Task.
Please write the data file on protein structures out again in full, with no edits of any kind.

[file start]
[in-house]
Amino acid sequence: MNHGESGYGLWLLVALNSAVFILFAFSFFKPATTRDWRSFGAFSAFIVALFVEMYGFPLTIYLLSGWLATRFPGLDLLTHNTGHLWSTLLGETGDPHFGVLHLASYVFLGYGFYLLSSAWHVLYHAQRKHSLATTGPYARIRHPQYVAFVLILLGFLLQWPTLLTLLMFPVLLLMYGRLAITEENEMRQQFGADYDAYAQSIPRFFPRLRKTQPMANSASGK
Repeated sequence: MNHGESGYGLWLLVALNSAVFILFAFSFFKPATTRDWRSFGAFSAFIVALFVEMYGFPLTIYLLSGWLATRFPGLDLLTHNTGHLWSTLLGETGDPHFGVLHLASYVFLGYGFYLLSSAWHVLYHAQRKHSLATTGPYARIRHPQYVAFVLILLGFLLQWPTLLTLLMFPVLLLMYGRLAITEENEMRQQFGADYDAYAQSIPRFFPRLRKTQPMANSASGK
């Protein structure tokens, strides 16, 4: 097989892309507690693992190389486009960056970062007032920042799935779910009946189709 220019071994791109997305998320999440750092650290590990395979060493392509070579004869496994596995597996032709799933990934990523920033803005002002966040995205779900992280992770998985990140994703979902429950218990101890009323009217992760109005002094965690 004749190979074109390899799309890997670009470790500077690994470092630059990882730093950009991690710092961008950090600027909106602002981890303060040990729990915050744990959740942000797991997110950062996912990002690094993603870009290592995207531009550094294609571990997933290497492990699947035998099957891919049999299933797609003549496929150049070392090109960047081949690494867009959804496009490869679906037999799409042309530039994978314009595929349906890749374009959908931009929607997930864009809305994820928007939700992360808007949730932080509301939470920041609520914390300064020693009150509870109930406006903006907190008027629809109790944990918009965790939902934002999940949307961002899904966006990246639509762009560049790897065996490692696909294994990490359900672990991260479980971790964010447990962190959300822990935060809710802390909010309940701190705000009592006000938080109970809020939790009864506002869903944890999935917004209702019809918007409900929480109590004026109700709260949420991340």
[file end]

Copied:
[in-house]
Amino acid sequence: MNHGESGYGLWLLVALNSAVFILFAFSFFKPATTRDWRSFGAFSAFIVALFVEMYGFPLTIYLLSGWLATRFPGLDLLTHNTGHLWSTLLGETGDPHFGVLHLASYVFLGYGFYLLSSAWHVLYHAQRKHSLATTGPYARIRHPQYVAFVLILLGFLLQWPTLLTLLMFPVLLLMYGRLAITEENEMRQQFGADYDAYAQSIPRFFPRLRKTQPMANSASGK
Repeated sequence: MNHGESGYGLWLLVALNSAVFILFAFSFFKPATTRDWRSFGAFSAFIVALFVEMYGFPLTIYLLSGWLATRFPGLDLLTHNTGHLWSTLLGETGDPHFGVLHLASYVFLGYGFYLLSSAWHVLYHAQRKHSLATTGPYARIRHPQYVAFVLILLGFLLQWPTLLTLLMFPVLLLMYGRLAITEENEMRQQFGADYDAYAQSIPRFFPRLRKTQPMANSASGK
């Protein structure tokens, strides 16, 4: 097989892309507690693992190389486009960056970062007032920042799935779910009946189709 220019071994791109997305998320999440750092650290590990395979060493392509070579004869496994596995597996032709799933990934990523920033803005002002966040995205779900992280992770998985990140994703979902429950218990101890009323009217992760109005002094965690 004749190979074109390899799309890997670009470790500077690994470092630059990882730093950009991690710092961008950090600027909106602002981890303060040990729990915050744990959740942000797991997110950062996912990002690094993603870009290592995207531009550094294609571990997933290497492990699947035998099957891919049999299933797609003549496929150049070392090109960047081949690494867009959804496009490869679906037999799409042309530039994978314009595929349906890749374009959908931009929607997930864009809305994820928007939700992360808007949730932080509301939470920041609520914390300064020693009150509870109930406006903006907190008027629809109790944990918009965790939902934002999940949307961002899904966006990246639509762009560049790897065996490692696909294994990490359900672990991260479980971790964010447990962190959300822990935060809710802390909010309940701190705000009592006000938080109970809020939790009864506002869903944890999935917004209702019809918007409900929480109590004026109700709260949420991340």